Lil Uzi Vert Lil Uzi vs. The World

[Generation Now; 2016]

Styles: pop rap, swag rap, pop punk rap
Others: Young Thug, Chief Keef, Fetty Wap, Blink-182

“We write simple songs. In fact, the best songs are the ones that happen immediately and spontaneously. If you work on a song for weeks and weeks, you’re forcing it. Every song has its own creation story. Sometimes someone comes to practice with a complete song. Other times we only have a riff, and we hammer out the right words. Mostly, we just screw around until inspiration hits.”
– Mark Hoppus, Blink-182

“I remember right before Christmas [1997], we sold 40,000 copies in one week. That’s when I went, ‘Oh my God, this is heavy.’ That and when I had a gold record and gave it to my dad. My dad was all about business and getting a career, go to school and everything, and he was not always as supportive about the band, never understood.”
– Tom DeLonge

As hip-hop pioneer Fab Five Freddy once said, “There has always been this rebellious connection between hip-hop and punk music,” and there’s certainly no reason to doubt the man. After all, he and Grandmaster Flash were name-checked on one of Blondie’s biggest hits. From South Bronx’s ESG incorporating hip-hop grooves into their danceable brand of punk in the early 1980s to Sonic Youth recruiting Public Enemy’s Chuck D for “Kool Thing” a decade later, the connection between hip-hop and punk is abundantly clear and is even directly correlated by a little known Bad Brains tribute band called the Beastie Boys. Today, it goes beyond just party lines exhibiting one another’s distinct characteristics or ideologies; they’re finally coexisting together. Death Grips happened, Odd Future regularly collaborates with hardcore outfit Trash Talk, once bifurcated fashion styles — especially as a genuine form of self-expression — are now shared, and live shows are usually a hodgepodge of fans of both genres moshing in harmony. The motto is simple: If we walk together, then we rock together.

Thanks to the likes of Chief Keef and Young Thug blowing up the genre’s constructs and conventions tenfold, the current rap landscape has shifted from soapbox sociopolitical grandstanding to high school juvenilia. In turn, it’s easy to see how hip-hop went from being “classic rock” to going through its own despised pop-punk phase: it’s slightly awkward, virtually banished from the critical sphere, and most definitely misunderstood, especially by the genre’s forefathers and torchbearers. It’s also proudly wearing a few other key components on its sleeve: it’s basic, rude, the kids love it, and the parents absolutely hate it. Never would Blink-182 have thought that their glorious “I think I’m different, but this is where I belong” Gen X battle cry would resonate more than with Millennial rappers over two decades later. For Lil Uzi Vert, the punk rock comparison isn’t merely a coincidence either. In interviews, the 21-year-old Philadelphia rapper will often sidestep cliché rap influences and instead fashion himself as an apostle of the self-proclaimed “last true rock and roller” GG Allin.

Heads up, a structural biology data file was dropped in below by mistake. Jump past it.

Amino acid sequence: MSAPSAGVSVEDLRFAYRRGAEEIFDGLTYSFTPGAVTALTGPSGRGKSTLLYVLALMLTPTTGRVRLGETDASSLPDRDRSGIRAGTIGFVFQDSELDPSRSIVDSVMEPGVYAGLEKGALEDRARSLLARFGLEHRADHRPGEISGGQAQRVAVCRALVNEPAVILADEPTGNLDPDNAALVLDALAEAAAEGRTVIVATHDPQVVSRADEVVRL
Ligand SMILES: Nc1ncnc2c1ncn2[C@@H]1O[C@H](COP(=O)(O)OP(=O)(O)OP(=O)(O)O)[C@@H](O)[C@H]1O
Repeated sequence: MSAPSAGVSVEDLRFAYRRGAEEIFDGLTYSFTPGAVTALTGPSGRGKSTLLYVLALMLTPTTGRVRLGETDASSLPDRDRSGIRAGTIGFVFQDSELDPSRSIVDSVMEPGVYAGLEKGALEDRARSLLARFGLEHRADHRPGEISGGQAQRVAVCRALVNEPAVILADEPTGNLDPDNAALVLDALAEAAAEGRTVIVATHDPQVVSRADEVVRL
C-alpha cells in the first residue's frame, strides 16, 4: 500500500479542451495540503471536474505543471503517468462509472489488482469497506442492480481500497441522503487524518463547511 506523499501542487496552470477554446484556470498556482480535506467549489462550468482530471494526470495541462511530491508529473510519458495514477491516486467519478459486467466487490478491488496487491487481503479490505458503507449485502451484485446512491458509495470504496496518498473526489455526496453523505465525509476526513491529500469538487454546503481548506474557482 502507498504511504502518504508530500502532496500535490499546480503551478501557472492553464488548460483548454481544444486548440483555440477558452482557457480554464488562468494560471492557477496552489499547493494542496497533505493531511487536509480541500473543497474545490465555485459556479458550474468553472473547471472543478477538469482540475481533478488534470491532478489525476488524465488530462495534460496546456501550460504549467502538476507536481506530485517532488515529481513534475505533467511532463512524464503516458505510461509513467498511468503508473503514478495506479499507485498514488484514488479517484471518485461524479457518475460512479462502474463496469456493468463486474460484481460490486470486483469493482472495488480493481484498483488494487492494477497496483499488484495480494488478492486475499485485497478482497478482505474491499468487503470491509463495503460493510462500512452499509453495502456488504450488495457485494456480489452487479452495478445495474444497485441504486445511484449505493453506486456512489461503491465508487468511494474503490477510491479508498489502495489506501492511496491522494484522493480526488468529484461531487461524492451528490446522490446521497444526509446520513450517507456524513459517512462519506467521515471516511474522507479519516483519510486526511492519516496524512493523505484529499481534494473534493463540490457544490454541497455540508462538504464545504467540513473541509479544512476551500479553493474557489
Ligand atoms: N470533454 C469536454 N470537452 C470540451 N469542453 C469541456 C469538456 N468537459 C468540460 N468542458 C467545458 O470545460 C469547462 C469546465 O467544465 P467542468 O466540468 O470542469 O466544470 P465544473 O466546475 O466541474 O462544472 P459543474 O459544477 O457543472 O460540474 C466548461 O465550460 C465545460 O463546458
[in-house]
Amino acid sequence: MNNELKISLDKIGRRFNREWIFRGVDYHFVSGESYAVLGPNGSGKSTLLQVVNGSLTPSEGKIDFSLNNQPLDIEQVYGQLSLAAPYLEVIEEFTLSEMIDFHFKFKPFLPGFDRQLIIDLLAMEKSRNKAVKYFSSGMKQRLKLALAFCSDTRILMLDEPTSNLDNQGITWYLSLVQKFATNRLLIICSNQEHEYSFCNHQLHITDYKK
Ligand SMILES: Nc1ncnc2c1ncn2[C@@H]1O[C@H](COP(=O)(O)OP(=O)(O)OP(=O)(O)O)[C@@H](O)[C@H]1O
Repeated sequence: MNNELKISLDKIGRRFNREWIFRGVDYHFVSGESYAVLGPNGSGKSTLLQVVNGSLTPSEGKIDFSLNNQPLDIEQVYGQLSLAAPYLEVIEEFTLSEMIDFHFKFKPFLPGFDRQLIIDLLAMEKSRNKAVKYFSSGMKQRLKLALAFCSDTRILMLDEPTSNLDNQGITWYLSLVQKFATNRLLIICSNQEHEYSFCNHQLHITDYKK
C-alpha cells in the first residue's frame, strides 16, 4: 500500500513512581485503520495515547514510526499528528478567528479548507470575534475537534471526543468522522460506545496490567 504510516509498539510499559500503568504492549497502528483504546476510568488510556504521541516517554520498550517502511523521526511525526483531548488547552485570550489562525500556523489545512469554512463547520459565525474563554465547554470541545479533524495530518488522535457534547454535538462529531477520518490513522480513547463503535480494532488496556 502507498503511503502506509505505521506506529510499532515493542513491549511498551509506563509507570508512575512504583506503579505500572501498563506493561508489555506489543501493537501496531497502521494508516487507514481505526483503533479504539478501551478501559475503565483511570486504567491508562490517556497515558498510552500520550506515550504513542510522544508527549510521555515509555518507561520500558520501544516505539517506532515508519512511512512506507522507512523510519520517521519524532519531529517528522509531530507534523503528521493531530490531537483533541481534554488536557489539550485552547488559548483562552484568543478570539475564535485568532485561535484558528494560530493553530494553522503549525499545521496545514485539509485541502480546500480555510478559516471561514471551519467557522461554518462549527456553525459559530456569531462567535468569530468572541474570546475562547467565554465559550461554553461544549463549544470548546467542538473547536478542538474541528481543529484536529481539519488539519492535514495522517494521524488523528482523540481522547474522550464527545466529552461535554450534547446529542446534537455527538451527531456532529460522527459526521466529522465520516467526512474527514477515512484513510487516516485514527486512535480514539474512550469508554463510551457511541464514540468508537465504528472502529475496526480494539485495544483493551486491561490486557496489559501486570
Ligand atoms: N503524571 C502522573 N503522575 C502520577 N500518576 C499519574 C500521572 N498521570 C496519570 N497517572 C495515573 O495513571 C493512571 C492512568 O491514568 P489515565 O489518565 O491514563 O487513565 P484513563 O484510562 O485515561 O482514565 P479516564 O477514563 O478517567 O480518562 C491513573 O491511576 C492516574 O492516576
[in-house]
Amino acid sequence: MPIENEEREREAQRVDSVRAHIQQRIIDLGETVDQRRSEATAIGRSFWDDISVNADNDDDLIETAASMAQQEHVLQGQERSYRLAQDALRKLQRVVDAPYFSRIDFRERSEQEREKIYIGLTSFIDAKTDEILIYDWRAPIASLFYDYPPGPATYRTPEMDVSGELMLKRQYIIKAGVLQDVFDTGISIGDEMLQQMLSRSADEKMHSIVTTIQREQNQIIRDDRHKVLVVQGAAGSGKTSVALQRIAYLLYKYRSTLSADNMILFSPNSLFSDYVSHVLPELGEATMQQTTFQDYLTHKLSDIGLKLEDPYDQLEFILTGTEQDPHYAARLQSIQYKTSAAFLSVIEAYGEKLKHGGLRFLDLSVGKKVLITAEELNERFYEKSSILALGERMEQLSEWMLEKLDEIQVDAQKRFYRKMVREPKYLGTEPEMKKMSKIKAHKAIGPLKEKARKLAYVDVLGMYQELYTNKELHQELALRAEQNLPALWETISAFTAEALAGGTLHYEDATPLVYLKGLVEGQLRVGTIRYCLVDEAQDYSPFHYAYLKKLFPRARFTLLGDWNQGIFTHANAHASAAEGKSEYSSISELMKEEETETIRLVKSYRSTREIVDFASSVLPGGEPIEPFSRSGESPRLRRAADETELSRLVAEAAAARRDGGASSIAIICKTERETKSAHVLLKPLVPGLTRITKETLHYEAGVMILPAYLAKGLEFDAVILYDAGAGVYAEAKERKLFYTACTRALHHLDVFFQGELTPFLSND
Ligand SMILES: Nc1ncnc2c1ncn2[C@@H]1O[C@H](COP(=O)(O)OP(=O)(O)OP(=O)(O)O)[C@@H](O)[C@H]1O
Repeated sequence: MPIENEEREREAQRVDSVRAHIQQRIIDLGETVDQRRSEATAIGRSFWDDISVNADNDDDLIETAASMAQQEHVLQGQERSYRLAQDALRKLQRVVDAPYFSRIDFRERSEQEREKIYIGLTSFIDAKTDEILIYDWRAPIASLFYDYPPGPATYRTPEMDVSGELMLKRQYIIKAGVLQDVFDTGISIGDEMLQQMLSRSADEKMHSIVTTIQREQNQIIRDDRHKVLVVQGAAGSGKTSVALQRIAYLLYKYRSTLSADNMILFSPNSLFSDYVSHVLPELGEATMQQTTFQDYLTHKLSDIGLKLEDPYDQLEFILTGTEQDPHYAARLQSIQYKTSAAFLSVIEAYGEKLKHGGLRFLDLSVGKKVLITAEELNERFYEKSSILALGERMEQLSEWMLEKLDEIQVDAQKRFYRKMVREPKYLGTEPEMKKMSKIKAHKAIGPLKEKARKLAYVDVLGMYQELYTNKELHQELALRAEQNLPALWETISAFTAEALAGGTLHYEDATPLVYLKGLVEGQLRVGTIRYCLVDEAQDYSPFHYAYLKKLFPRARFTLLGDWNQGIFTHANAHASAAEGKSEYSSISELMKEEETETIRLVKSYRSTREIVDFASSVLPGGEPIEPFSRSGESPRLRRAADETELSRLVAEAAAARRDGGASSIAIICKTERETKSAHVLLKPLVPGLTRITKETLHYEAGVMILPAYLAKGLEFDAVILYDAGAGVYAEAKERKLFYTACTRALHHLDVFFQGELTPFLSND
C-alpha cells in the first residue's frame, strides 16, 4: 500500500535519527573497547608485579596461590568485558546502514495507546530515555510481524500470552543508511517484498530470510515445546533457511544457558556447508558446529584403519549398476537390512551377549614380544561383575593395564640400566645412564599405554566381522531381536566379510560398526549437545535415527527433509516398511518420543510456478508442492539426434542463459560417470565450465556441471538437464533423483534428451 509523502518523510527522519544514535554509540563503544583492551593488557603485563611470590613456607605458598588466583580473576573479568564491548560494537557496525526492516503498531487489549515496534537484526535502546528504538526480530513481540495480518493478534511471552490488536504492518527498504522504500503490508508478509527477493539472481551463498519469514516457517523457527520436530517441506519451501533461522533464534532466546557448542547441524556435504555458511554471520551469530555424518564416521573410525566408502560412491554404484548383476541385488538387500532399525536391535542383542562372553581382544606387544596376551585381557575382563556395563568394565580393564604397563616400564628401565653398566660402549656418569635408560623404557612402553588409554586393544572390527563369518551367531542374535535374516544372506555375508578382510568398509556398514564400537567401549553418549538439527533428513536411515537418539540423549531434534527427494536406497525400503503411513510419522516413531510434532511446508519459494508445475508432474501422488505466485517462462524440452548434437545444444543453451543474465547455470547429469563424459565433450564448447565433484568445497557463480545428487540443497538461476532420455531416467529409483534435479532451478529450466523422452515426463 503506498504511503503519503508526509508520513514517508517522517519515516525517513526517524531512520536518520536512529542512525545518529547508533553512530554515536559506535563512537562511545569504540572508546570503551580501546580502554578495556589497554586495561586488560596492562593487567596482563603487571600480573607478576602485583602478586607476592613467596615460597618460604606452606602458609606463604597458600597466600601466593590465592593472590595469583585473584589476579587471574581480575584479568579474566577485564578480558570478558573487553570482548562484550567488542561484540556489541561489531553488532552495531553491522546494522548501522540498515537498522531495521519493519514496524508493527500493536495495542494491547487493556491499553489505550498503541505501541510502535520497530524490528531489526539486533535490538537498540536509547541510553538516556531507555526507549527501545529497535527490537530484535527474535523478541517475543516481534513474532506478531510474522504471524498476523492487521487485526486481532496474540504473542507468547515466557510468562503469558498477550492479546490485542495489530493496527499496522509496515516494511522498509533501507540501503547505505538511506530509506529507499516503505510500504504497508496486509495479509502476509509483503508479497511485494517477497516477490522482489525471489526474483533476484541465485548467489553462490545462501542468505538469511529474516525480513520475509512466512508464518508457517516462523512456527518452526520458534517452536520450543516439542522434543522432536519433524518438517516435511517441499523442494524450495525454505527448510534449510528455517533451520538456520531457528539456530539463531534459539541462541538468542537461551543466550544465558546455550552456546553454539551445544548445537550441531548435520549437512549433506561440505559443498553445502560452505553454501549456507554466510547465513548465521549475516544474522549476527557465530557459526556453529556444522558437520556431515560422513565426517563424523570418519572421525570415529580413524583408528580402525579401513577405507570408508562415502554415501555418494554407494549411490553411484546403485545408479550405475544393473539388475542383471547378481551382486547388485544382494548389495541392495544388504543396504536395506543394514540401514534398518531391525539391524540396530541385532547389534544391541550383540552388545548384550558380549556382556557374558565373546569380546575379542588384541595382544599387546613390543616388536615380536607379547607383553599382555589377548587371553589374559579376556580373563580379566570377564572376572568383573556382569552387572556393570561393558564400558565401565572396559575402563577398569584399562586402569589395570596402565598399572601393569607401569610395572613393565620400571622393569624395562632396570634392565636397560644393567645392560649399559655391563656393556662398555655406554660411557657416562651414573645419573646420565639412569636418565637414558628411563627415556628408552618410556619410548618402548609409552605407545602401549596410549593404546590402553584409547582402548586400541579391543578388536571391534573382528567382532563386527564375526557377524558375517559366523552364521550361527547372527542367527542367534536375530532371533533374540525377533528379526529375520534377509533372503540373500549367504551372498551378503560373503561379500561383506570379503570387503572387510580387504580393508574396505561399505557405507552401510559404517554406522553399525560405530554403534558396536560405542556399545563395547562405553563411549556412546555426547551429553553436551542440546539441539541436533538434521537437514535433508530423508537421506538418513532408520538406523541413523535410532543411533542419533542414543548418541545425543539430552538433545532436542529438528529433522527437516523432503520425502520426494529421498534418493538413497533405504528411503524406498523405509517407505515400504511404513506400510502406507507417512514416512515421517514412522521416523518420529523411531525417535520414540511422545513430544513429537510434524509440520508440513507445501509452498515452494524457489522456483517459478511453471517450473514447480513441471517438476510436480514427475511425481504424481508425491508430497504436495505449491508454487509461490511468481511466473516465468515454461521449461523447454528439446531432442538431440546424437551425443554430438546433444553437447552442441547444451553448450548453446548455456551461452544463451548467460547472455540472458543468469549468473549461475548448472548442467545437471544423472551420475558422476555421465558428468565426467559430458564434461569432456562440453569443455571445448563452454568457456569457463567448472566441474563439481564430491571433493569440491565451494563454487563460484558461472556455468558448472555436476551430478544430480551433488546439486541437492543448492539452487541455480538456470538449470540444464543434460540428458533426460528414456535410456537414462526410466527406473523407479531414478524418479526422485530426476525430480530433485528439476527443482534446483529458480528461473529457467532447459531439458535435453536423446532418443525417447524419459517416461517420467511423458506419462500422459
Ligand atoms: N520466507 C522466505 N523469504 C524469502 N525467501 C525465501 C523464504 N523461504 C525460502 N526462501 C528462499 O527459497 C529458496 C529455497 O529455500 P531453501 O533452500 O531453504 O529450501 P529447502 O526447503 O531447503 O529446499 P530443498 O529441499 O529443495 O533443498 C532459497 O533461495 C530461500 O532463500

Of course, to my knowledge, Lil Uzi Vert has never actually defecated during a live show, attacked audience members with his fists and feces, or written songs about grave-robbing and fucking the dead. Instead, Uzi uses GG Allin’s controversial name as a catalyst for his own rockstar fantasies and debauchery, and on his latest mixtape, the aptly “punx” titled Lil Uzi vs. The World, he further positions himself a miscreant in popular rap. Like his peers Chief Keef and Young Thug, Uzi sees himself as a misunderstood young man, which would explain his affinity for punk’s in-your-face aesthetic over gangsta rap tropes. His crass, borderline obnoxious vocal delivery shares more DNA with, say, New Found Glory than Jay Z, and his cadence sounds tailor-made for Warped Tour’s main stage. This sentiment is none more apparent than on “Money Longer,” the tape’s standout track, where Uzi runs through a string of brags but in the process sounds less like Pusha T than he does a pesky teenager looking to upset their parents.

Over the course of the nine tracks on Lil Uzi vs. The World, you won’t find a second of resistance, rebellion, or even any immediately threatening form of attitude. No, Lil Uzi Vert is more Blink-182 than GG Allin, more liable to crush on his Home Ec teacher than to burn down the school. That’s totally fine, though, because the mixtape is an altogether fun and harmless approach to modern rap music. Lil Uzi vs. The World is essentially why so many kids want to become rappers when they’re young and impressionable: songs like “Canadian Goose” and “Ps & Qs” are perfect for driving too fast, smoking too much, and cutting class. Here, Uzi doesn’t stray far from what’s comfortable, and all nine instrumentals on the tape are perfectly suitable for him to mix insight, humor, and endearing honesty that fuel his best songs. Contemporary rap’s reliance on the verse-hook-verse model for songwriting, coupled with a deceptively simple instrumental backdrop, also makes it a not-so-distant relative of the classic three-chord approach in punk rock. Not to mention songs like “Scott & Ramona” and the Metro Boomin-produced “You Was Right” are great to skank to.

Links: Lil Uzi Vert - Generation Now

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